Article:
2) U.K: The Criminal Practice Directions (2013) EWCA CRIM 1631 talks about using VPS while deciding the matter. Victim Personal Statement is optional in UK; however, it provides an option to the victims to be a part of trial, helping judges to make better informed decisions. One cannot change an already submitted VPS but can submit subsequent VPS until decision is made.
3) Australia: Australian system gives choice to victims of crime to make a Victim Impact Statement and throughout the proceedings, victim can refer to the VIS.
Cons of the VIS:
There are several jurisdictions that are using VIS to make criminal justice more inclusive. But is VIS the best solution to bring victims on an equal footing? The answer varies on a case-to-case basis. Many researchers now believe that a conceptual institutionalisation of VIS can make victims a means to serve the end i.e., to decide more sentencing for the accused, thus, not altering the status quo of using victims as storehouse of information. There also exist wide apprehensions about use of VIS in arbitrary nature to decide the sentence as judges sympathize greatly with victims while deciding quantum of punishment on the basis of a VIS. Many a times these VIS are not reformative in nature but retributive leading to aggravated punishment even in trivial offences. It lets the judges assume the punishment on the harm suffered rather than on the basis of proportion. It has been revealed in several researches that judges feel angered while reading these VIS. Law Professor Janice Nadler and sociologist Mary Rose found that these statements make jurists angered that they often validate their sentencing on evidences against defendant’s favour.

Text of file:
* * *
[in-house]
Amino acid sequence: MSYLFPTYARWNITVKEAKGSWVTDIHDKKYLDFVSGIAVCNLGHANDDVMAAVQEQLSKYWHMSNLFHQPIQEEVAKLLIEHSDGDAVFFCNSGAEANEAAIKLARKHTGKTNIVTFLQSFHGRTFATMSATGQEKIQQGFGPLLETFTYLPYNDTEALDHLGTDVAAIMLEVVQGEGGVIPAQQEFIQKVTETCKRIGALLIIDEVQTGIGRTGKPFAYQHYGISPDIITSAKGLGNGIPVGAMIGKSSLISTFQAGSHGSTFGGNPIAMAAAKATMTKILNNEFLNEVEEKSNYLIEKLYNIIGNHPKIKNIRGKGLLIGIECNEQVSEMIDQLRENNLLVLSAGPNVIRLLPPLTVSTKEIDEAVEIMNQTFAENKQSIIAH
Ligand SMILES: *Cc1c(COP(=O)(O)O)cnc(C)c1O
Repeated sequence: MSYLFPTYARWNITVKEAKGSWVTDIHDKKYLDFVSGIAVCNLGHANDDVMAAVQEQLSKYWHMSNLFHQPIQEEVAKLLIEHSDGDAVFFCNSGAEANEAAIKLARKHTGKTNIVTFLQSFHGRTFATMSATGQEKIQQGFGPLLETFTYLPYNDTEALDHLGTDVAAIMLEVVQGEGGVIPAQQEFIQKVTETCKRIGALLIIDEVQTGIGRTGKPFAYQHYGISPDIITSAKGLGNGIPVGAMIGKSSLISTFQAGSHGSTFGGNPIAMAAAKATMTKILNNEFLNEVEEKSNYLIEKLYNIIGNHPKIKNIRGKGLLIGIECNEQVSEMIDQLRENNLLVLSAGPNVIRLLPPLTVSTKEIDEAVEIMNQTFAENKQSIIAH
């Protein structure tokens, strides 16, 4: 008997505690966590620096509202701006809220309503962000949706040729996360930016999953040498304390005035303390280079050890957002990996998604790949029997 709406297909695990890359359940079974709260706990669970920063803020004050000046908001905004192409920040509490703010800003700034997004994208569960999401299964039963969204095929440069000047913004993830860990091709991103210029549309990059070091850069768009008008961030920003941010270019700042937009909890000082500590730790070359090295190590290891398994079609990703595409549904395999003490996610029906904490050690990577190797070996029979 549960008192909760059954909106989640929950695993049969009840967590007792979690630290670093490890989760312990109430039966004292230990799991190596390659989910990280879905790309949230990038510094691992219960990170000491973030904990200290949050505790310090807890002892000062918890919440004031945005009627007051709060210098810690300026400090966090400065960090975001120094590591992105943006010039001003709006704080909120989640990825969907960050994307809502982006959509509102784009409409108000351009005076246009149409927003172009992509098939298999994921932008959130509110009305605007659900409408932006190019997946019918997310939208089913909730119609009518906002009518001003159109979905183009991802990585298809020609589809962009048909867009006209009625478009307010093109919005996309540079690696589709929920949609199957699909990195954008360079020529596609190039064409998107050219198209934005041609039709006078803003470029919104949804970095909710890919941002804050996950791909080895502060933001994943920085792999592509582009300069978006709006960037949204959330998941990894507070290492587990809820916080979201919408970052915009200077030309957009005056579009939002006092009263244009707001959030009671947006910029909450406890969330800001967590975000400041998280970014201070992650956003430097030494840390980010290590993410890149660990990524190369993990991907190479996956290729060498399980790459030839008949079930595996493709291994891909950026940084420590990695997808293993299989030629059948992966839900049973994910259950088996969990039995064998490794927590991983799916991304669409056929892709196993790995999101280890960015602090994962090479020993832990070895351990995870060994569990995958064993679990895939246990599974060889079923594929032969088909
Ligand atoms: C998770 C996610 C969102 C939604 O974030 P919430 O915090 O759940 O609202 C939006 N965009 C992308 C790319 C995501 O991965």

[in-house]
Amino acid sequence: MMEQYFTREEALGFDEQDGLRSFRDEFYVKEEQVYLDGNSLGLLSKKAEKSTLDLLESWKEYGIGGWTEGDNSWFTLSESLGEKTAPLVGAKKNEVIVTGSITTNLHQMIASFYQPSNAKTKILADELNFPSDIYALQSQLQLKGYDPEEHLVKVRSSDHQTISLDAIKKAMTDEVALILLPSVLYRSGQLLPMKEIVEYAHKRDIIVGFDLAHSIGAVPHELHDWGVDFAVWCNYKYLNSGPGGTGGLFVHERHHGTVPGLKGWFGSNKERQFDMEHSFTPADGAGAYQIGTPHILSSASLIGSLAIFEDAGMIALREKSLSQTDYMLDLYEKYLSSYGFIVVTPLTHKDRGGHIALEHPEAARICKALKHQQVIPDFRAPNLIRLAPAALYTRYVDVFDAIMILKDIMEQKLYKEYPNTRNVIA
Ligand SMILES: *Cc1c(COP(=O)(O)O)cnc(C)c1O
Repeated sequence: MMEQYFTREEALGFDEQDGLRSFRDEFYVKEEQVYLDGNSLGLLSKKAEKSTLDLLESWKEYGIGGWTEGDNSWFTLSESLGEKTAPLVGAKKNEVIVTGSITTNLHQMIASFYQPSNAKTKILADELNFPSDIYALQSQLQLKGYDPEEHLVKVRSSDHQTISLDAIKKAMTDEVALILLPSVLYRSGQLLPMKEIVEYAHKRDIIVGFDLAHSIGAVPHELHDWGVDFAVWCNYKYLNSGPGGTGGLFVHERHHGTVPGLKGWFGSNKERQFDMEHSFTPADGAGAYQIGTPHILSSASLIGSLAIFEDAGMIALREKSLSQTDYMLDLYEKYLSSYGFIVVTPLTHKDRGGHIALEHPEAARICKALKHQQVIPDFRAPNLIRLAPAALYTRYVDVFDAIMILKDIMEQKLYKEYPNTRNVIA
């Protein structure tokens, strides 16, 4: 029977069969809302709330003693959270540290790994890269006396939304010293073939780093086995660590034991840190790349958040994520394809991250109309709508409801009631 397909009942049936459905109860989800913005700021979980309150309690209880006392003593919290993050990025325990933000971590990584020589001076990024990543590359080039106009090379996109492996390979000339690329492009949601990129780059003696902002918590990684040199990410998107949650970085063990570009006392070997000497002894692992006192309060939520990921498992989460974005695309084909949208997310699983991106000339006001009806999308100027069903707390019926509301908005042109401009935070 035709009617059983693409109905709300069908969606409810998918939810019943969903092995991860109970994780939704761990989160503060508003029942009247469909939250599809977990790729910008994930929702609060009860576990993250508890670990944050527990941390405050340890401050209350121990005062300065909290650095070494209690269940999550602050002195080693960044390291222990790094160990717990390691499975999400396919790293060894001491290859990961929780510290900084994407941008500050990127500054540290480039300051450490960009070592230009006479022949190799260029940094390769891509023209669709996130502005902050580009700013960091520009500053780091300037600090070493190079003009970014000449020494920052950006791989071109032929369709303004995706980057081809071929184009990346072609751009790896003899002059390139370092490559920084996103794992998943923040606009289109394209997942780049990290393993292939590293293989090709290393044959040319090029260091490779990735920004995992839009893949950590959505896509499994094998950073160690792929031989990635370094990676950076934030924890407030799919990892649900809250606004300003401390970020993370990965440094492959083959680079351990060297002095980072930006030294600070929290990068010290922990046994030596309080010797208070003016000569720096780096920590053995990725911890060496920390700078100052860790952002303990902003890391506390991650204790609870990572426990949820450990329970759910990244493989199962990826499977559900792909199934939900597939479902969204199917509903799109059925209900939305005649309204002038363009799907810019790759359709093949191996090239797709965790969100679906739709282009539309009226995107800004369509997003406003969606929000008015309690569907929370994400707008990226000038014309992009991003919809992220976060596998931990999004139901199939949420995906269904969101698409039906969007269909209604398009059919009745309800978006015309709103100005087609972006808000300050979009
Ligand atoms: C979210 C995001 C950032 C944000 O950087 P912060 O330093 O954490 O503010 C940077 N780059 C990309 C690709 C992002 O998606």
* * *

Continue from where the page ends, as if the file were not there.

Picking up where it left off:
The solution to these apprehensions can be found in the developing course. While the apprehensions cannot be removed suddenly, the solution can be relying on post-conviction VIS, on certain stages like bail or parole. VIS can also be used at time of quantum deciding by having a provision of maximum punishment vis’-a-vis defendant’s statement thus, providing equal consideration to both the sides.
Through this article it is tried to establish that victims and their rights have to be streamlined along with the rights of accused to make our criminal justice system inclusive and just. The impact a Victim Impact Statement can have on criminal trials and punishments is intense and this is a revolutionary step to make Indian justice system equitable. Though, there might be concerns regarding its applicability but it can be overcome through simple procedures, steps and due diligence. VIS, thus, is an excellent tool for reforming India's Justice System and a step towards the same can have revolutionising potential.
 Code of Criminal Procedure, 1973, §2 (wa), No. 2, Acts of Parliament, 1973 (India).  Rattan Singh v. State of Punjab (1979) 4SCC 719  Code of Criminal Procedure, 1973, §235 (2), No. 2, Acts of Parliament, 1973 (India).